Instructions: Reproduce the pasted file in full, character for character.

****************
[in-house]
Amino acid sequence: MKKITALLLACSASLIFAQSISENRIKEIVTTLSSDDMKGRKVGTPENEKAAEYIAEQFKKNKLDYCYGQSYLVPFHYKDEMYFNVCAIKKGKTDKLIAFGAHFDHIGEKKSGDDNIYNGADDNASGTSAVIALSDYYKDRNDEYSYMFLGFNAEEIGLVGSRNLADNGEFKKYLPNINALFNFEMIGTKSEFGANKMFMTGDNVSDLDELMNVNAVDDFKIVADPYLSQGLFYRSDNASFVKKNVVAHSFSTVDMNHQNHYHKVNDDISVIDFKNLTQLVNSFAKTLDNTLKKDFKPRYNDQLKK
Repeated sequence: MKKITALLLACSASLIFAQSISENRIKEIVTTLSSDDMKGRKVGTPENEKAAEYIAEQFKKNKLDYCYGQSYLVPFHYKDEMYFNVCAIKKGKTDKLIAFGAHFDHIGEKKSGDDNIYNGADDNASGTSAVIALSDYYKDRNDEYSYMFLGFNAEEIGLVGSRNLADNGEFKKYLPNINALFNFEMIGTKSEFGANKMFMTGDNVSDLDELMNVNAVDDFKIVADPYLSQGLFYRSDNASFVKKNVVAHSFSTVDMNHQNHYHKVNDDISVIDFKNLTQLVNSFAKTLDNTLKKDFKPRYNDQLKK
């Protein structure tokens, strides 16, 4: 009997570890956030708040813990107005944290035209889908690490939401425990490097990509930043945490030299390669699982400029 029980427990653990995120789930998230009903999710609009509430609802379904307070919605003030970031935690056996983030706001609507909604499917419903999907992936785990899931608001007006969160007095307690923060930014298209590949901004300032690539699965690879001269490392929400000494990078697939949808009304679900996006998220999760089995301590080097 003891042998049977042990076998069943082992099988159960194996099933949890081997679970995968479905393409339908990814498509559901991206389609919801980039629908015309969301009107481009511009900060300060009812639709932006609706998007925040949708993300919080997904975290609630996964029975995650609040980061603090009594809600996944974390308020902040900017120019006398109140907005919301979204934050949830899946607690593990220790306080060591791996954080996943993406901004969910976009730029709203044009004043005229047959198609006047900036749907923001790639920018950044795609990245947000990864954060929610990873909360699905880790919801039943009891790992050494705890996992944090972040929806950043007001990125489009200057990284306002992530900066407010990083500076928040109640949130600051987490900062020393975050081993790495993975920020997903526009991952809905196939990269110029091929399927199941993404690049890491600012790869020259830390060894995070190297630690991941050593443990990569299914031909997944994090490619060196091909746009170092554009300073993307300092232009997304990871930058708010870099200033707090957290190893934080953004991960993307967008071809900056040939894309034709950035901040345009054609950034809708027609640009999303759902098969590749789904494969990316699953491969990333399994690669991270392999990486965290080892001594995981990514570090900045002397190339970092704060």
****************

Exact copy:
[in-house]
Amino acid sequence: MKKITALLLACSASLIFAQSISENRIKEIVTTLSSDDMKGRKVGTPENEKAAEYIAEQFKKNKLDYCYGQSYLVPFHYKDEMYFNVCAIKKGKTDKLIAFGAHFDHIGEKKSGDDNIYNGADDNASGTSAVIALSDYYKDRNDEYSYMFLGFNAEEIGLVGSRNLADNGEFKKYLPNINALFNFEMIGTKSEFGANKMFMTGDNVSDLDELMNVNAVDDFKIVADPYLSQGLFYRSDNASFVKKNVVAHSFSTVDMNHQNHYHKVNDDISVIDFKNLTQLVNSFAKTLDNTLKKDFKPRYNDQLKK
Repeated sequence: MKKITALLLACSASLIFAQSISENRIKEIVTTLSSDDMKGRKVGTPENEKAAEYIAEQFKKNKLDYCYGQSYLVPFHYKDEMYFNVCAIKKGKTDKLIAFGAHFDHIGEKKSGDDNIYNGADDNASGTSAVIALSDYYKDRNDEYSYMFLGFNAEEIGLVGSRNLADNGEFKKYLPNINALFNFEMIGTKSEFGANKMFMTGDNVSDLDELMNVNAVDDFKIVADPYLSQGLFYRSDNASFVKKNVVAHSFSTVDMNHQNHYHKVNDDISVIDFKNLTQLVNSFAKTLDNTLKKDFKPRYNDQLKK
């Protein structure tokens, strides 16, 4: 009997570890956030708040813990107005944290035209889908690490939401425990490097990509930043945490030299390669699982400029 029980427990653990995120789930998230009903999710609009509430609802379904307070919605003030970031935690056996983030706001609507909604499917419903999907992936785990899931608001007006969160007095307690923060930014298209590949901004300032690539699965690879001269490392929400000494990078697939949808009304679900996006998220999760089995301590080097 003891042998049977042990076998069943082992099988159960194996099933949890081997679970995968479905393409339908990814498509559901991206389609919801980039629908015309969301009107481009511009900060300060009812639709932006609706998007925040949708993300919080997904975290609630996964029975995650609040980061603090009594809600996944974390308020902040900017120019006398109140907005919301979204934050949830899946607690593990220790306080060591791996954080996943993406901004969910976009730029709203044009004043005229047959198609006047900036749907923001790639920018950044795609990245947000990864954060929610990873909360699905880790919801039943009891790992050494705890996992944090972040929806950043007001990125489009200057990284306002992530900066407010990083500076928040109640949130600051987490900062020393975050081993790495993975920020997903526009991952809905196939990269110029091929399927199941993404690049890491600012790869020259830390060894995070190297630690991941050593443990990569299914031909997944994090490619060196091909746009170092554009300073993307300092232009997304990871930058708010870099200033707090957290190893934080953004991960993307967008071809900056040939894309034709950035901040345009054609950034809708027609640009999303759902098969590749789904494969990316699953491969990333399994690669991270392999990486965290080892001594995981990514570090900045002397190339970092704060």